dir: Rolf de Heer & David Djigirr
For the first Australian film made entirely in an indigenous language, Ten Canoes has quite modest ambitions. There’s nothing political or activist going on, it’s not representing anything that deep or significant about indigenous culture, contemporary problems or earnest, well-meaning social commentary. So you can breathe a collective sigh of relief. Ah, that’s better.
It’s just a story within a story about a bunch of people living at the top end of Australia before colonisation. Pretty simple. They make fart jokes, they believe superstitious nonsense about sorcerers and people doing bad stuff to them by putting spells on their shit, and they sometimes covet each other’s wives. Simple people living simple lives.
We are introduced to the storyteller, voiced by David Gulpilil, who pretends he’s going to start the story with ‘a long time ago, in a land far, far away’, then takes that back after laughing. He then tells us gradually of the Dreamtime process of birth for his ancestors, and the way of all births, being the soul waiting at their individual waterholes until it becomes time for them to be put in their mother’s womb before being born.
The tale he patiently, meanderingly tells is meant to be of Dayindi (Jamie Gulpilil) and some members of his tribe collecting goose eggs and hunting geese, as Dayindi is being told a story by his older brother Minygululu. You see, Dayindi has the hots for one of Minygululu’s wives, the youngest one, so old Minygululu wants to nip this in the bud with some thinly veiled attempt to convince Dayindi of what a bad idea that would be.
So Minygululu starts telling Dayindi a tale of one of their ancestors, a strapping young lad called Ridjimiraril (Crusoe Kurddal). Ridjimiraril also, coincidentally, has a younger brother called Yeeraparil (also played by Jamie Gulpilil), who also has the hots for his youngest wife. Who’d have thunk it?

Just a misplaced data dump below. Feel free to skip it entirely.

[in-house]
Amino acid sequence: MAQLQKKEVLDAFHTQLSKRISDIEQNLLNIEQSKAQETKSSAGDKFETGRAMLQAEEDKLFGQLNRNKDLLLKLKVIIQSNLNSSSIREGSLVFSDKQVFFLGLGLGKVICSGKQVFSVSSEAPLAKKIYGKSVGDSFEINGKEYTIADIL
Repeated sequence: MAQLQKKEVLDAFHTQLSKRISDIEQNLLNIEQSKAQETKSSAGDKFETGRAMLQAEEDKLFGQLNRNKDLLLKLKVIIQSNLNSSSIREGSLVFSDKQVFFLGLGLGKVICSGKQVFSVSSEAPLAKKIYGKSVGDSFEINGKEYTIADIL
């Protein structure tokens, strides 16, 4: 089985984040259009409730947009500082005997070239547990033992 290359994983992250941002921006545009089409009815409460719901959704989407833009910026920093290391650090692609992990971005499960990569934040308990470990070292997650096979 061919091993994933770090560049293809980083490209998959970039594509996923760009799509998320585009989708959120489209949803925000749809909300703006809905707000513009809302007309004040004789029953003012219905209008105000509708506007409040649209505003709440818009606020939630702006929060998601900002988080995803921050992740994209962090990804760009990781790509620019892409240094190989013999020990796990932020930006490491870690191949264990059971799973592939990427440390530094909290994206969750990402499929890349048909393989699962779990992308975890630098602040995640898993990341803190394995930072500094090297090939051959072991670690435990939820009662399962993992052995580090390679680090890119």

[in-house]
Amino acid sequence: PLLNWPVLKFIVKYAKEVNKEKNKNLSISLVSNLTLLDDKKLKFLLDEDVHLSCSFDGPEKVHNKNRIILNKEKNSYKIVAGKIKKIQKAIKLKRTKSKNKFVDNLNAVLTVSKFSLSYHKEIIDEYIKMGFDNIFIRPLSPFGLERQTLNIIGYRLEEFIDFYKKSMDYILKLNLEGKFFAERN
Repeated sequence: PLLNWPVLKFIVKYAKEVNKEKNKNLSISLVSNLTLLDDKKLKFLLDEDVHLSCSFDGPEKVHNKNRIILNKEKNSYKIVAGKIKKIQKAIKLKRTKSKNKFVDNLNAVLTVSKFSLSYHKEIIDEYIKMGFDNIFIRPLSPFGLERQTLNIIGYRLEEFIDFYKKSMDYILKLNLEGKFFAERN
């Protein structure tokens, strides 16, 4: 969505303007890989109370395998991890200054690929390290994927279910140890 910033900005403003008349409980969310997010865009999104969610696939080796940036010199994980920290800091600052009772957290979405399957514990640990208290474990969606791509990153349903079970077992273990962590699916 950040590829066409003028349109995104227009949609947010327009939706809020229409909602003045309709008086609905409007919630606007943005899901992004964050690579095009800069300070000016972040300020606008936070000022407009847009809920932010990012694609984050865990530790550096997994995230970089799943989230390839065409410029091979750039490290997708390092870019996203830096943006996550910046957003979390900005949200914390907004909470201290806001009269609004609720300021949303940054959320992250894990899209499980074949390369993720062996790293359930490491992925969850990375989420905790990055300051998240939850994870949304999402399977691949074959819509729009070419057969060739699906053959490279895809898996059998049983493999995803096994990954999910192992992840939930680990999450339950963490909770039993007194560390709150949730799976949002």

Instead of it being a cautionary tale trying to convince Dayindi of the virtue of not cutting his brother’s lunch, it’s more a tale about patience, about living in harmony with the laws of the land, and not letting anger take over one’s heart.
A stranger appears at the edge of the tribes’ lands, with different hair and a different language than the one spoken by the tribe. They are afraid of him, and try to send him on his way rapidly without antagonising him. Their fear stems from his possible powers as a sorcerer.
When they return to their digs, Ridjimiraril’s second wife Nowalingu (Frances Djulibing) has gone missing, with no clues as to why.
The search for Nowalingu, and Ridjimiraril’s anger lead to conflict with another tribe, and danger for these simple folk.
The story is sedately, calmly doled out like good candy from a stranger’s car window. Dayindi’s initial disaffection with being told the story / lecture gives way to impatience, curiousity and finally engagement. The languid pace and humour serves the story well, which is, after all, a kind of non-romantic version of the classic Princess Bride, except gone ethnographic.
The language doesn’t present a difficulty because the story isn’t filled with rapid-fire dialogue, matching the pace of the editing, and the subtitles work well. There’s a fair bit of humour in the tale, of both the lowbrow and more broadly comedic variety. One of the older guys in the tribe, Birrinbirrin, is obsessed with honey, and continually begs others to get honey for him. When some good kids bring him some, he thanks them for it, and tells them to get their own when they ask for a taste.